JF Ptak Science Books Post 1510
This curious illustration appears in forty-five volume Cyclopedia of Abraham Rees (published 1795-1820), displaying a system for communicating over distances at night. When this part of the Cyclopedia was printed in 1808, the electrical telegraph as we now it was still 37 years away from coming into being--45 years from being somewhat well-used. Before this time (visual) communications over long distances at night were limited to just these sorts of means--lighted semaphores, hand-held torches, that sort of thing. Signaling at sea at night was somewhat different at this time and didn't include anything remotely close to the alphabet. So the rather complex system that we see at left is extremely uncommon--it seems also very cumbersome to put into effect.
Unfortunately I don't have the text volume that would explain then entire system and implementation, so I'm going to guess that there was a large, powerful light source that was covered by a tight, black, covering tablet that would eliminate nearly all light leakage. The symbols for each letter of the alphabet (and numerals) would be cut out from another tablet that would fit over the face of the light source, placed between the blank and the light. To transmit a letter the user would then simply remove the blank covering tablet to reveal the light broadcast by the hole or slit in the tablet underneath. The blank would then be placed back, a new tablet for a new letter placed underneath, and the process would begin again: blank (dark); letter (light); blank (dark); letter (light), and so on to the end of the message. I guess the distance at which these symbols could be seen would be dependent on light source, atmospheric conditions, ad so on. The way that the letters are made into symbols seems to me very intelligent, so that you distinguish the differences from an appreciable distance. I like it--its an elegant idea. (Well, maybe it didn't work in this manner, but it seems to make sense to me.)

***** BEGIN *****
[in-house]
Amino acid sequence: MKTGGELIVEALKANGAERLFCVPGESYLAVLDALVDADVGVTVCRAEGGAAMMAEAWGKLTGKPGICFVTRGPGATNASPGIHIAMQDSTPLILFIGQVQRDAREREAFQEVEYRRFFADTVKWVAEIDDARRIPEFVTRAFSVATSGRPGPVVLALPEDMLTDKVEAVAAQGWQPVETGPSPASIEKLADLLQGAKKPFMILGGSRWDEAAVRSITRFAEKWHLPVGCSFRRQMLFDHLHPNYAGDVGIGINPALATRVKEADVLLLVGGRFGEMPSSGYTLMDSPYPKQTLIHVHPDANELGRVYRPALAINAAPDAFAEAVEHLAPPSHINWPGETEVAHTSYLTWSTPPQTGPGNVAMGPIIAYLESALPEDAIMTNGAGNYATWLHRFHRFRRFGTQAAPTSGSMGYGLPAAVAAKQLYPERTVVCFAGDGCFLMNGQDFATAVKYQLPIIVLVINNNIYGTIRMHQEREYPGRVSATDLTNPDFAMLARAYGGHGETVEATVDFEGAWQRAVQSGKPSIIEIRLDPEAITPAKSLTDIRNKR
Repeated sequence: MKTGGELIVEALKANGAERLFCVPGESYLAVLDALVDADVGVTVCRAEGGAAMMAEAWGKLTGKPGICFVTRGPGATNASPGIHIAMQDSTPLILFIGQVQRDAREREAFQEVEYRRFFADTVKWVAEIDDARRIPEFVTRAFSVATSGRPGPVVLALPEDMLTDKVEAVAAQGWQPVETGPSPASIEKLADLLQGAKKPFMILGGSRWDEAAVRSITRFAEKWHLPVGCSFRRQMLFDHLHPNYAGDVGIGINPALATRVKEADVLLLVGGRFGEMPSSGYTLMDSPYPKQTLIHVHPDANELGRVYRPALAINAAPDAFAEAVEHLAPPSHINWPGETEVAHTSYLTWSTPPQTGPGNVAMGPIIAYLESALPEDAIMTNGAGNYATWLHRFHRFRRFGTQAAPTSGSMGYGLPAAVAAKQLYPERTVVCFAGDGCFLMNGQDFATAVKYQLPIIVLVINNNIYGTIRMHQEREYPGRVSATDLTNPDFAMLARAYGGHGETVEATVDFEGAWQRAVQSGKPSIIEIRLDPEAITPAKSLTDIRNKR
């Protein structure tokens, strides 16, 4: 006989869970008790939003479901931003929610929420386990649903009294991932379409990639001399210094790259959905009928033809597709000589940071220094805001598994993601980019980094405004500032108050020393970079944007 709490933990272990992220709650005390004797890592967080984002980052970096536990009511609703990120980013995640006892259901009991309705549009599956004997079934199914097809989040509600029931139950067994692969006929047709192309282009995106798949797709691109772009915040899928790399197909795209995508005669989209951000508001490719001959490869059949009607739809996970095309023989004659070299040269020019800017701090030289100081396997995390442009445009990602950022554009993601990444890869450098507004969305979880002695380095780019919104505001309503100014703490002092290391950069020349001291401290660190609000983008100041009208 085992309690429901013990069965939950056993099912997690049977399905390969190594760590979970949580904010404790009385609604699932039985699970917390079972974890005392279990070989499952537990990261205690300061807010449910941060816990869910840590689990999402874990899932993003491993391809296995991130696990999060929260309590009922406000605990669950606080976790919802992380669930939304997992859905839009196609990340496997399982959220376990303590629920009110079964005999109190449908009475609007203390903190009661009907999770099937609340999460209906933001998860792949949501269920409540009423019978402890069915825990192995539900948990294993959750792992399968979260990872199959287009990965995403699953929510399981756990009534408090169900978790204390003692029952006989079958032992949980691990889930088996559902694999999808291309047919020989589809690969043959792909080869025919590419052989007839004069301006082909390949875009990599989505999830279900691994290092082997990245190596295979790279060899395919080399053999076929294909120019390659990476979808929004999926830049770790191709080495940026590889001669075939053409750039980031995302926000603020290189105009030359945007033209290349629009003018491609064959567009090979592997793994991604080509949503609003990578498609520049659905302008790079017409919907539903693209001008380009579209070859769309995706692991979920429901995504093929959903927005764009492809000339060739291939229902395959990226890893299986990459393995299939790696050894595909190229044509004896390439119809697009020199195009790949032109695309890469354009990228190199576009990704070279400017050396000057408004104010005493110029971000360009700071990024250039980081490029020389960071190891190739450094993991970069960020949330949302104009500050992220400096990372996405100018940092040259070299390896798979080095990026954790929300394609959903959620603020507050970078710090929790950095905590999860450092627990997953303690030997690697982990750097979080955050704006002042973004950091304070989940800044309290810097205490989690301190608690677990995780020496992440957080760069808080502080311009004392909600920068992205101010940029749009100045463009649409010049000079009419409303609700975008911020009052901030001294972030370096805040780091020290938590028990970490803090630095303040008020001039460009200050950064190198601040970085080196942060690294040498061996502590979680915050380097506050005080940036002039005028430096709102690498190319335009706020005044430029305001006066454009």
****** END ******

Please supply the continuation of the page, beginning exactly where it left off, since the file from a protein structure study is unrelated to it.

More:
One can only imagine what the early 19th-century mind would think if they saw this sort of fire-writing device, and how the progress of the history of technology came to produce such a thing: